If you can deny the rhetoric or the harassment, then you are as complicit to the hatred that has been unleashed as the people who are carrying out the harassment and painting hateful graffiti in public spaces. If you are willing to excuse it because “I believe in pro-life” or “I believe he can save the economy” or “I want my guns,” or however else you chose to rationalize voting for a person who only cares about himself and his personal power, then I still don’t have kind enough words to write for all the feelings I have swirling around inside me right now.

So instead of telling ME to pull myself up by my bootstraps and just get over it already, tell me what you are doing to make sure that you and your neighbors that voted for Trump are going to stand up to the bullies who feel justified harassing people in a parking lot who have Clinton-Kaine stickers on their car. Tell me what you are doing to stand up to the people who are impeding traffic by boxing people in who have Clinton-Kaine stickers on their car. Tell me that you are going to defend my LGBTQ+ friends because they are human and deserve to live without fear, even if you disagree with their choice to live their truth without shame or apology. Tell me that you will stand next to my friends who wear a hijab so that they don’t have to face ugly words alone. Tell me that you would stand by my children and I if someone starts yelling at us to get back to Mexico because they assume that we are here illegally because we happen to speak Spanish in public.

My friends who supported Hillary with bumper stickers shouldn’t have to remove their freedom of speech stickers to avoid harassment. My LGBTQ+ friends shouldn’t have to conform to an accepted hetero- “norm”. My Muslim friends shouldn’t have to choose between personal safety and their interpretation of their religious book. I shouldn’t have to stop speaking Spanish to my children out of fear. Anyone who is ridiculed because they are not the right size, shape, color, or look non-typical. Tell me that person has an ally in you, and that you will call out their bully and walk them to wherever they are going so that they don’t have to be alone if they don’t want to be.

When I see actions from more Trump supporters that show that they are decent humans, then I will start to get over it. When I see that more Trump supporters are joining in the call for reasonable discourse instead of handing over the power to the alt-right and the Christian conservatives, then I will stop worrying every time I see Trump propaganda.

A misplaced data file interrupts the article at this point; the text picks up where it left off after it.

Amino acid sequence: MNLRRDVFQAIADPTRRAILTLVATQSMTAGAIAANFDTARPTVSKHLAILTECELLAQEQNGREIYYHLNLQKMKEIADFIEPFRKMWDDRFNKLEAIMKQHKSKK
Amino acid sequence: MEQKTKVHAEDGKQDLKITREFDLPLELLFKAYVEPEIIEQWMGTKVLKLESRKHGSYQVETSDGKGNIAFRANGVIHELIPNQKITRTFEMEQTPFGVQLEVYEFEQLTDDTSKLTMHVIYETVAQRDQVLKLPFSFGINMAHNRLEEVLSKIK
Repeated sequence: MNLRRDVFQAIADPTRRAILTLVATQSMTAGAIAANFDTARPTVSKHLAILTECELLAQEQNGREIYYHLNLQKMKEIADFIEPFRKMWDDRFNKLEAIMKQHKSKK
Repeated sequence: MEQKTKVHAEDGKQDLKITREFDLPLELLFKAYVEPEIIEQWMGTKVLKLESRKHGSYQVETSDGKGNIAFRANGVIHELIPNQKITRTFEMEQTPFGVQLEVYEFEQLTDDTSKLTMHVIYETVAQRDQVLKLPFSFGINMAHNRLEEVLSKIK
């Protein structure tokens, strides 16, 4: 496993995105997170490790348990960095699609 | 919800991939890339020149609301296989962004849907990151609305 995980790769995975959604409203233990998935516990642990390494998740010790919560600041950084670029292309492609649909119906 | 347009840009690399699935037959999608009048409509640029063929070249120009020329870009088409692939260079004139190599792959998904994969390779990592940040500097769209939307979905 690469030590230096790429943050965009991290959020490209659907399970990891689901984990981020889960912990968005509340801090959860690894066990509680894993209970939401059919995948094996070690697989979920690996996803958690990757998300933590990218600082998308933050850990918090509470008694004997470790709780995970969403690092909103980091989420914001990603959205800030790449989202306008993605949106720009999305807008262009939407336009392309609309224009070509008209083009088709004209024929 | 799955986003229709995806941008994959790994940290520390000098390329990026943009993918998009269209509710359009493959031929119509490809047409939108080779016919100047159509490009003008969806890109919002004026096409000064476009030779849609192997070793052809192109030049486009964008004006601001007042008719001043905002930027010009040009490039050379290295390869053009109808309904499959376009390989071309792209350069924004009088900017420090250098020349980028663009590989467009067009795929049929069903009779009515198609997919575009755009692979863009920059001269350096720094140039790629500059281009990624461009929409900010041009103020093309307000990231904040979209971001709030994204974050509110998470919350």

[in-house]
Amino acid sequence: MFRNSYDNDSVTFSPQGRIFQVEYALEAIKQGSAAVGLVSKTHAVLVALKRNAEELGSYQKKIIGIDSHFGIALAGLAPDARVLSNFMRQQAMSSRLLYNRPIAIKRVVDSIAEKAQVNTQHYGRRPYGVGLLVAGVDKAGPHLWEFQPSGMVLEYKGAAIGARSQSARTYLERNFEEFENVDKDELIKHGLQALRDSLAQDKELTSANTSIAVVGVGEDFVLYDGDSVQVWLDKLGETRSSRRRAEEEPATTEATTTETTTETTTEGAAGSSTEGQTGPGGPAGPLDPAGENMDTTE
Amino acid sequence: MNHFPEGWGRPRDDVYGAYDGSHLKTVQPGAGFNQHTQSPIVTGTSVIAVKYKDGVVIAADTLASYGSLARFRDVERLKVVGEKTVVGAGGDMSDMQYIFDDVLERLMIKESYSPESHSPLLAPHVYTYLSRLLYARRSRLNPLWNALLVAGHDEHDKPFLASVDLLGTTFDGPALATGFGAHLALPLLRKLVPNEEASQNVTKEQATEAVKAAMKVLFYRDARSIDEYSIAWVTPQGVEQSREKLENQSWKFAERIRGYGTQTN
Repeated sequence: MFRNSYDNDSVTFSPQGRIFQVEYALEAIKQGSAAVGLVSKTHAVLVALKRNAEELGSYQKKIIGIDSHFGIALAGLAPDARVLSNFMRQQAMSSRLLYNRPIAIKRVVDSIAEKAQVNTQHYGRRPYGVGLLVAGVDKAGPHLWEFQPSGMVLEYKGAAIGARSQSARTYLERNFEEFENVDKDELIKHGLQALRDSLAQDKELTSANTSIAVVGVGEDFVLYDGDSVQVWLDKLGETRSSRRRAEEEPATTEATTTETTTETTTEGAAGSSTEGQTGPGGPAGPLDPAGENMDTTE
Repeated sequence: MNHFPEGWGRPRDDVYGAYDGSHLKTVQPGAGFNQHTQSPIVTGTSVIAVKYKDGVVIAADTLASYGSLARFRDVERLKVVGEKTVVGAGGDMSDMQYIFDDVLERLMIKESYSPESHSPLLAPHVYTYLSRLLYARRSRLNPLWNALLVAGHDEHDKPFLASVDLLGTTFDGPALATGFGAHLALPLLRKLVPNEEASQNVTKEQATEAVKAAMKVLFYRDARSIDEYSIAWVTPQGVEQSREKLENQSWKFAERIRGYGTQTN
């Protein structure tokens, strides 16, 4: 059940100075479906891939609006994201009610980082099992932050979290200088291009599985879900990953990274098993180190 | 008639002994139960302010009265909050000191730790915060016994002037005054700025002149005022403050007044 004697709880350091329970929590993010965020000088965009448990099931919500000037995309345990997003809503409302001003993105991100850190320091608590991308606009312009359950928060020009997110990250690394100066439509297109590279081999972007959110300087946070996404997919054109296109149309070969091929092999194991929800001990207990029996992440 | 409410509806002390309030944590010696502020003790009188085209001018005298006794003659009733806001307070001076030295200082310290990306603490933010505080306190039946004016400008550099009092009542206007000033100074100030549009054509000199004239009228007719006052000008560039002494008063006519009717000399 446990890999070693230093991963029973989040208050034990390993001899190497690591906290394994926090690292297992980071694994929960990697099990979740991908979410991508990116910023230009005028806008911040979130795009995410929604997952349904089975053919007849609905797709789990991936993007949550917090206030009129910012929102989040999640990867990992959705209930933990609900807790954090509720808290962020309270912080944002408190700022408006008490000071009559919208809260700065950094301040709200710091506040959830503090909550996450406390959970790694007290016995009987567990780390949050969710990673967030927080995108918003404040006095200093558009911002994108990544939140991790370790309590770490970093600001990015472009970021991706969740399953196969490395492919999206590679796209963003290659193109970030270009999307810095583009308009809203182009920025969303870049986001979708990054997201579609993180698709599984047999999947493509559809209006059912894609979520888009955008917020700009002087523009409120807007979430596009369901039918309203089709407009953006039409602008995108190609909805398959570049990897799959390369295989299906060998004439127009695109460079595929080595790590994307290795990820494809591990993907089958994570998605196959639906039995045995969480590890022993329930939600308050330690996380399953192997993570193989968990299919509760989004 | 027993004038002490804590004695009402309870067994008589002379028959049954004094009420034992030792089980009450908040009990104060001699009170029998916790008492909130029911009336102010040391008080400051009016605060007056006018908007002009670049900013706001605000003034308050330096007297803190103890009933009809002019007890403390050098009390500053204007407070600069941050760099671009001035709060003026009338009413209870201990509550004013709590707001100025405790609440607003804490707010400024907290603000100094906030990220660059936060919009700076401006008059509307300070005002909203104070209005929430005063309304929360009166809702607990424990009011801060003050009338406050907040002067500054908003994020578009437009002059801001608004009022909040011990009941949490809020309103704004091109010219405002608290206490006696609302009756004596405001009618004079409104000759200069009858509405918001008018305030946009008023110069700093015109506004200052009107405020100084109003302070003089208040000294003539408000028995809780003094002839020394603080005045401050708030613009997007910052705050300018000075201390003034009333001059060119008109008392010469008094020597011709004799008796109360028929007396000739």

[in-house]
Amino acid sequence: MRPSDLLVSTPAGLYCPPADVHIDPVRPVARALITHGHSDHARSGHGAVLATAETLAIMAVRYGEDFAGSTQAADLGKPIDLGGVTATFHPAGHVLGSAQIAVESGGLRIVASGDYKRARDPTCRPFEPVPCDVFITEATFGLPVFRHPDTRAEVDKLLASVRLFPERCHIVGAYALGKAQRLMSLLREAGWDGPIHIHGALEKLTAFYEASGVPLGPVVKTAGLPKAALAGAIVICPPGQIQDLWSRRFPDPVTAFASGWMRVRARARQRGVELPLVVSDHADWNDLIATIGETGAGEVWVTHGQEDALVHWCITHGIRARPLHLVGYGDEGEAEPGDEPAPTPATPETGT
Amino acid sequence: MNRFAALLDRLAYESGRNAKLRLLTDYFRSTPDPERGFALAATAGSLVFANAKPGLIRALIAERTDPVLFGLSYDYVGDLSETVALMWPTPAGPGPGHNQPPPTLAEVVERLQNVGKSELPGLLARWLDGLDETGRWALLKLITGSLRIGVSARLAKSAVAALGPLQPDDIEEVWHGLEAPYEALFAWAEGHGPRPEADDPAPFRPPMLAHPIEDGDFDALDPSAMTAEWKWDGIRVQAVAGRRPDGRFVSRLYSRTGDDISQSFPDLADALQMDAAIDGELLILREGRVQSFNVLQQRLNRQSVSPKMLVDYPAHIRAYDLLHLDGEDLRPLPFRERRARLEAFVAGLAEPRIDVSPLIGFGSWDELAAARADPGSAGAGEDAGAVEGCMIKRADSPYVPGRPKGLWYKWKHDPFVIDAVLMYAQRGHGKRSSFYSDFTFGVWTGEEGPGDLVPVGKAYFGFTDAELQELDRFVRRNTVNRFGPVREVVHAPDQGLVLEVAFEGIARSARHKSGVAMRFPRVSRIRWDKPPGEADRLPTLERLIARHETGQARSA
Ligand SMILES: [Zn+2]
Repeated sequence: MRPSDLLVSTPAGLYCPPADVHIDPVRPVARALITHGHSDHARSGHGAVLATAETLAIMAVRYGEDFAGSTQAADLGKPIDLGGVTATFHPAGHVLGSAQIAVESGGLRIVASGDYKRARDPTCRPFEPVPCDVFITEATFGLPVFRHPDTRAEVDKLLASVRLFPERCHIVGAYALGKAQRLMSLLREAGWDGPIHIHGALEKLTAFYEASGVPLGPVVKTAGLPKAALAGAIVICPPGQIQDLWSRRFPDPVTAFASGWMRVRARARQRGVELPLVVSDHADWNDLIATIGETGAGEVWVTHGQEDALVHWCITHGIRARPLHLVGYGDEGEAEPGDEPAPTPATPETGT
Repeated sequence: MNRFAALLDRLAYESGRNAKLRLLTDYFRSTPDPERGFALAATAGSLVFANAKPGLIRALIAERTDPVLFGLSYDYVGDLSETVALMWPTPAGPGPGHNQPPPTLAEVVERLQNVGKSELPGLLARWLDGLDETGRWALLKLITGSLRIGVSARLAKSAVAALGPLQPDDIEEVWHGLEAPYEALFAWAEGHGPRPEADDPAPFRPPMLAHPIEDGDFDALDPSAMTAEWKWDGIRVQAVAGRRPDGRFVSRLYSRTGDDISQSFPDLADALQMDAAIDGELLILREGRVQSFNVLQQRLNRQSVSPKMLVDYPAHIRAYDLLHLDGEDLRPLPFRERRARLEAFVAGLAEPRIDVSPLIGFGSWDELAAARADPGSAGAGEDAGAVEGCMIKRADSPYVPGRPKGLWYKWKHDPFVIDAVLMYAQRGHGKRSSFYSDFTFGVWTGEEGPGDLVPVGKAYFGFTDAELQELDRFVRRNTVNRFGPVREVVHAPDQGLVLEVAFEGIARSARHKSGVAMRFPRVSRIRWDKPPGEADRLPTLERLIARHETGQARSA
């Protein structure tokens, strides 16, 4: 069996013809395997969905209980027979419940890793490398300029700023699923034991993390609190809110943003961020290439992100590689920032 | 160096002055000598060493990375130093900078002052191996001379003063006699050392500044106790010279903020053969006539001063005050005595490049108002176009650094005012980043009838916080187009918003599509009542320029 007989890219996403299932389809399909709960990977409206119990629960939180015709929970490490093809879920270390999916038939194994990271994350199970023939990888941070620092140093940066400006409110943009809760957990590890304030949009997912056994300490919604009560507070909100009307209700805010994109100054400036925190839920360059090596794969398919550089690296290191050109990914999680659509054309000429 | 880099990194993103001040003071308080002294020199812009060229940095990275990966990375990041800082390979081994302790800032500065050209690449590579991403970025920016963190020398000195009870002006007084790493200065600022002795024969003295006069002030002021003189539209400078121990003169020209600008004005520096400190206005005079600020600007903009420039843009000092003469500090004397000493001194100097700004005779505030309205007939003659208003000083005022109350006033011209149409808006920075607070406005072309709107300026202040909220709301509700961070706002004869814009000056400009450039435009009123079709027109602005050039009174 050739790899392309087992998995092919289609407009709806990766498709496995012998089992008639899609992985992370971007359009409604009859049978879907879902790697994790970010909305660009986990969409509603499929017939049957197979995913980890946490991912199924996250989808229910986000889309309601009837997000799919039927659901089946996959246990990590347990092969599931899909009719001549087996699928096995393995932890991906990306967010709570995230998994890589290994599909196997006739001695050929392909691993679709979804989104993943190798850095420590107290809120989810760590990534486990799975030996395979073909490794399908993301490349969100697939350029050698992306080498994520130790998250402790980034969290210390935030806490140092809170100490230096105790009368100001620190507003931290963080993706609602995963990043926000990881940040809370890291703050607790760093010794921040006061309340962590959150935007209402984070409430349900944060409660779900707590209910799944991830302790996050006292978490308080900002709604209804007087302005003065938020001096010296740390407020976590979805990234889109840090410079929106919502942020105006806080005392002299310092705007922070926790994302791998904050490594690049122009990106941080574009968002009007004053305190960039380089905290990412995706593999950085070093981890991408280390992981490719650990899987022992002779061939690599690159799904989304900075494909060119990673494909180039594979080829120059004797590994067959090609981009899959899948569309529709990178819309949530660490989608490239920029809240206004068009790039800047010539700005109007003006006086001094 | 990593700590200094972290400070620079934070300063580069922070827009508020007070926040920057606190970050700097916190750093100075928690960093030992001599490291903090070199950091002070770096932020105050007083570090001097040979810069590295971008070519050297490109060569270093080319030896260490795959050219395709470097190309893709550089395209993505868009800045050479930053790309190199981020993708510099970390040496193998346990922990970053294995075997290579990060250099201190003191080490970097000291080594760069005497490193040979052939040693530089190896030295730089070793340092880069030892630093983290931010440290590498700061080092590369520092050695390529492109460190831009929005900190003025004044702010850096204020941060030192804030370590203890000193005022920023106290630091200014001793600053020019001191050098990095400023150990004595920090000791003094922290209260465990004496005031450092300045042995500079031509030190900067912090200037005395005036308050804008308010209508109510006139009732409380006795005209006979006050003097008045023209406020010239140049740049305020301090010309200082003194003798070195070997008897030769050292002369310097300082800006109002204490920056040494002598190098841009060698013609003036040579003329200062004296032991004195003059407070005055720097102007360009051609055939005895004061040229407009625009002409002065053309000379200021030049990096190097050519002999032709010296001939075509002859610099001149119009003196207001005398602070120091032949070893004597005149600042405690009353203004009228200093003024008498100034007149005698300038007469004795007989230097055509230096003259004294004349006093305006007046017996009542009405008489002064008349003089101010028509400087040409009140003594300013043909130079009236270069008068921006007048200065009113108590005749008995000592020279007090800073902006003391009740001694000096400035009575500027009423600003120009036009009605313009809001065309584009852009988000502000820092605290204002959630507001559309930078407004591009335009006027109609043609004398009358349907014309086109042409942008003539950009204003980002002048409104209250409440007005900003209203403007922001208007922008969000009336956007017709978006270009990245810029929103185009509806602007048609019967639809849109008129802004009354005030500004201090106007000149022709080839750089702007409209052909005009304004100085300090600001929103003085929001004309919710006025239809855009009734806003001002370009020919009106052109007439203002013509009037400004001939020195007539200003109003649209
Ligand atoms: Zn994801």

There is no place for “Christians” to tell the government how to do the business of governing.  While there are decent Christians who hold public office, their personal morals can inform their behavior towards their colleagues.  However, their morals have no place dictating public law.   The founding fathers made a very clear delineation between Church and State for a reason.

The Church can dictate morals for the home and what you should do if you are faced with breaking one of the commandments. The State has to ensure the peace and uphold the law, and that does not mean that some people get to tell other people how to love each other and what the acceptable moral code is or isn’t. The way I see it, we all agree to keep the peace, behave with civility and acknowledge that EVERY person that lives within our borders has the right of liberty and happiness. As constituents, we can lobby our representatives to make a clear path to citizenship so that all humans who want the promise of a better life can have it without breaking the law, and also without the fear that they are unwelcome because they are not the right color, orientation, or religion. Being human qualifies us to those inalienable rights of life, liberty, and the pursuit of happiness. End of story.

If you see a person being harassed in public, please be an ally.  Stand next to them, talk to them, let them know you see them, and stay by their side until they are ready to walk off alone.  If you witness or on the receiving end of hate speech or actions, speak up!!  PLEASE report any harassment you receive or you witness to the police. And then fill out the form on this page. United we STAND.